Friday, April 19, 2013

Things I Love About Angular.js: Common Things are Easy

One of the greatest things about Angular.js is the amount of things you're able to do without writing any javascript. Take, for example, editing an array of objects. When I started with angular, my code looked like this.

Now, I know I can do this.

Now, I the neat-freak in me cringes about the "1" in the splice call... I feel like I'm not using it the way it was meant to be. The functional programmer sighs about the destructive operation. The worrier wonders if this is a slippery slope to "OMG CODE EVERYWHERE!" style coding that would make even novice PHP programmer blush. Avoiding that requires balance—use this sparingly and only when it helps make things clear.

But, when it comes down to it, it's less code than before and there's no place for subtle inconsistencies to hide in all of the forms I have that require manipulating arrays of objects. If it's idiomatic, then at least it's easily recognizable for what it is: a simple solution to a problem that pretty much any form of any complexity has to solve.

1 comment:

  1. Andrew - Great that you are deep into SPA and AngularJS and eager to share your findings with everyone. I can't seem to resist commenting on this particular post ... because it recommends a practice with which I strenuously disagree: performing a raw JavaScript operation in the HTML.

    This is almost never a good idea ... not even as a short-term work around. It violates a fundamental Angular maxim: "no JavaScript in the view; no HTML in the controller".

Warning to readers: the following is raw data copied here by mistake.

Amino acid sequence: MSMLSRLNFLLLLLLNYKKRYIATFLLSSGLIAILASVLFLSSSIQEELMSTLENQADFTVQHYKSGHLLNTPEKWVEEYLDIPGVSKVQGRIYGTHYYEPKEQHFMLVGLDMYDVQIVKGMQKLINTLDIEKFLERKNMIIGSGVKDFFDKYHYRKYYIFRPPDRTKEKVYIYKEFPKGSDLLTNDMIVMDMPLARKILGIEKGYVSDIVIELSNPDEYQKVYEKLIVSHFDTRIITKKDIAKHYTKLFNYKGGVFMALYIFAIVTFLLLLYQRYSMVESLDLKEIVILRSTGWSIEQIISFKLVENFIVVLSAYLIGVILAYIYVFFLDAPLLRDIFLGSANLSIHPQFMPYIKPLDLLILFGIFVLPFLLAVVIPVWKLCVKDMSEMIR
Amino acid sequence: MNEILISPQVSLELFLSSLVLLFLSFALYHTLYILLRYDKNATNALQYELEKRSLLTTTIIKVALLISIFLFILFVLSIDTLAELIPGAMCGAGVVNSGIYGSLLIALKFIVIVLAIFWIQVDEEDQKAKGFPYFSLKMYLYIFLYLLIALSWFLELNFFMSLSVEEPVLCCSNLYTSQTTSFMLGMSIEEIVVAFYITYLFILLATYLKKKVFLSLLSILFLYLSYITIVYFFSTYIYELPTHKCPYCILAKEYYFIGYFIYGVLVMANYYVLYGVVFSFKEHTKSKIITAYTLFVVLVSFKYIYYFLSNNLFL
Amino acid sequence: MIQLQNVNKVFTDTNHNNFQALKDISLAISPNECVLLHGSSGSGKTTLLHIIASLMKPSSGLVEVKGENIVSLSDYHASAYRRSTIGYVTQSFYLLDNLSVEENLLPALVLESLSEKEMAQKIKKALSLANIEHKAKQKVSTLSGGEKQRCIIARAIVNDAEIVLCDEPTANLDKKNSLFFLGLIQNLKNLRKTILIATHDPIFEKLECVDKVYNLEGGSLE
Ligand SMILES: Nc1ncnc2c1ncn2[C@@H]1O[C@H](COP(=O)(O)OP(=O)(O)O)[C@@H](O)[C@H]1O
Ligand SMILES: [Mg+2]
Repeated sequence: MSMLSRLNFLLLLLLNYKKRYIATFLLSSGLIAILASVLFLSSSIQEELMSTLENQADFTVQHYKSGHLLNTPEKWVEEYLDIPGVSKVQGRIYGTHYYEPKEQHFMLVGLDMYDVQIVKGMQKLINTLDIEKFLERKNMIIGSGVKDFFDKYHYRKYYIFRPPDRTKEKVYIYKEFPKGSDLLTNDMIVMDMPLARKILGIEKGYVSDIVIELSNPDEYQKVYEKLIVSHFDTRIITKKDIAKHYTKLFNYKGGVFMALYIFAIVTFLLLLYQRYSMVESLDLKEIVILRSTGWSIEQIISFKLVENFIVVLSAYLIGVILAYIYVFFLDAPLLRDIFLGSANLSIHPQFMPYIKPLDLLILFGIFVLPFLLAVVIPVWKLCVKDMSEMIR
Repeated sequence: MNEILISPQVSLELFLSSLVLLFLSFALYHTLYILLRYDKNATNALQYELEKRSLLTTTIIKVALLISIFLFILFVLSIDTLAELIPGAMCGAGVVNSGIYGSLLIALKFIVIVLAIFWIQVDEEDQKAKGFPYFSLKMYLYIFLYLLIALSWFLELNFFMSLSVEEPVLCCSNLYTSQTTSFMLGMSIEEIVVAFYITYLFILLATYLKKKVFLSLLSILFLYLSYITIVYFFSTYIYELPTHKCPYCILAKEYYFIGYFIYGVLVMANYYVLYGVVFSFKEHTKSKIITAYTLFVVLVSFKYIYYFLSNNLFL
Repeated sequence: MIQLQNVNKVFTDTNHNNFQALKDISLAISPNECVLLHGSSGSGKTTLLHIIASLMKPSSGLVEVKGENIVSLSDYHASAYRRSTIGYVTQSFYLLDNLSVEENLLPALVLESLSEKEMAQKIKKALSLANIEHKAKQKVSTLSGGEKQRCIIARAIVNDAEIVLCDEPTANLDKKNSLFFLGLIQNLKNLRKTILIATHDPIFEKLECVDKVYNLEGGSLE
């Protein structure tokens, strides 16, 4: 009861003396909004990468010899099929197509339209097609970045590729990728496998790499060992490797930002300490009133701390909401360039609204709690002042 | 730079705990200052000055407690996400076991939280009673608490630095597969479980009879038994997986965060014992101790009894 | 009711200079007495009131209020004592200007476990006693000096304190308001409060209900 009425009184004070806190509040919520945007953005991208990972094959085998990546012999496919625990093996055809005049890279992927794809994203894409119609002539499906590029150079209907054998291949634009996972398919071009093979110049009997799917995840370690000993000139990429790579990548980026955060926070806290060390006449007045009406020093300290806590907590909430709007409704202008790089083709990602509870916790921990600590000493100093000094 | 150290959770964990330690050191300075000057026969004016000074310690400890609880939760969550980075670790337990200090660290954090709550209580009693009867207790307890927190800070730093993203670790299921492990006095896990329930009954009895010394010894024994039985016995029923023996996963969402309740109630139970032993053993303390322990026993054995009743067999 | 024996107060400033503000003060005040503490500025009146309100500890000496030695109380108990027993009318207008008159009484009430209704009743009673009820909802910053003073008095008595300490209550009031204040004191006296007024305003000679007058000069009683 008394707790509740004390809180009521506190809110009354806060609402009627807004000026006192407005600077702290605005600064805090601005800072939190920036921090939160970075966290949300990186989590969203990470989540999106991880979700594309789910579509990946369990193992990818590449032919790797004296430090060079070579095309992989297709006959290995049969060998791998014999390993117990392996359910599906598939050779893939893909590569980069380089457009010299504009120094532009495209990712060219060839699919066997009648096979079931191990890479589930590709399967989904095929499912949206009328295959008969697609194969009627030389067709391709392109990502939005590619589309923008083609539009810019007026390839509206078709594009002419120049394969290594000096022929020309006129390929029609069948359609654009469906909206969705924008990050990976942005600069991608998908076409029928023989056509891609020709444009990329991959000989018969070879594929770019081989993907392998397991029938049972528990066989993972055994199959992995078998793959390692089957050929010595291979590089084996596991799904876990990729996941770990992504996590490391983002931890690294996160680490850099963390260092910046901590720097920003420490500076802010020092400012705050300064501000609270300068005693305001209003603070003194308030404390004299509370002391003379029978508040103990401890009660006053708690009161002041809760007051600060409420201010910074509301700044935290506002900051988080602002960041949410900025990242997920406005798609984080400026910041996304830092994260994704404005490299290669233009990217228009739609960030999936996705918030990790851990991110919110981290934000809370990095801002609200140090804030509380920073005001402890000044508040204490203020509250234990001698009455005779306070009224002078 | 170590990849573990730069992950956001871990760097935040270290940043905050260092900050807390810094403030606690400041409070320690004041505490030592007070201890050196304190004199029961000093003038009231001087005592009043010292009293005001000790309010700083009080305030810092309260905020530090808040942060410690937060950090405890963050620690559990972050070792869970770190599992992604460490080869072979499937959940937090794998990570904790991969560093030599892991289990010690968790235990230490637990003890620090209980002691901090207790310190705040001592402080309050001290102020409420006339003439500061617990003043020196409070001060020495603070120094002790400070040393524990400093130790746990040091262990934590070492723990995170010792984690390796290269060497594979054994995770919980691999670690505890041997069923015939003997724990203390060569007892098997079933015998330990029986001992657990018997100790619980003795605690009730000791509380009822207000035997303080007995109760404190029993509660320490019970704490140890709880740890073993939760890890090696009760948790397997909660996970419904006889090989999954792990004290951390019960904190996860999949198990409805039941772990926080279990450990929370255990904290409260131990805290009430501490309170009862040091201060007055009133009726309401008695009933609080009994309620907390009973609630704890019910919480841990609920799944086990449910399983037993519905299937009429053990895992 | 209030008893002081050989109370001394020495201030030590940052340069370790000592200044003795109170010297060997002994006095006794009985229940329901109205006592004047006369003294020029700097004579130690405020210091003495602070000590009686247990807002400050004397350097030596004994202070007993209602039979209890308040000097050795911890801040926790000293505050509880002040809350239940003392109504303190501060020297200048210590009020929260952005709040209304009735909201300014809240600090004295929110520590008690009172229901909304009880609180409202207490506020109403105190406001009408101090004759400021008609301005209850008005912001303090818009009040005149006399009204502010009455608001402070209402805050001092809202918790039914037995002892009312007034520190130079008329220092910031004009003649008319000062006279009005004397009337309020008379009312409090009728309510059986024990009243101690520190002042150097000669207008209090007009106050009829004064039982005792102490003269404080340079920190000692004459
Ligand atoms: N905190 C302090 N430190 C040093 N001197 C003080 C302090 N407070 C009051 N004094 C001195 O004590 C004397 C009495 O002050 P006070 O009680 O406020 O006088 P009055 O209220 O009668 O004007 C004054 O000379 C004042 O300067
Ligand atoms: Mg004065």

This is practical advice, not just some bumper sticker for purists.

    Consider your delete example: <button ng-click="dudes.splice($index,1)">Delete</button>

    When could this ever be a good thing? Let's start with functionality. In any application of consequence, to delete something requires more than removing it from a list, particularly if that thing is persisted. Separation of Concerns? I shouldn't be forced to change the HTML if the business logic behind "delete" changes. Testability(another Angular fundamental)? You can't test this except with E2E tests. As it stands, "add" and "delete" are completely invisible to the controller so there is no way you can test their effects on the controller and its behavior. Productivity? Negative. It is only slightly quicker to add this code to the HTML than to add it to the controller and bind to it; add the future costs of reading and maintaining this kind of code and you have set course for declining velocity.

    The same goes for your "add" suggestion.

    Folks, just don't do this ... ever. Put "add" and "delete" logic in the controller where they belong. Period.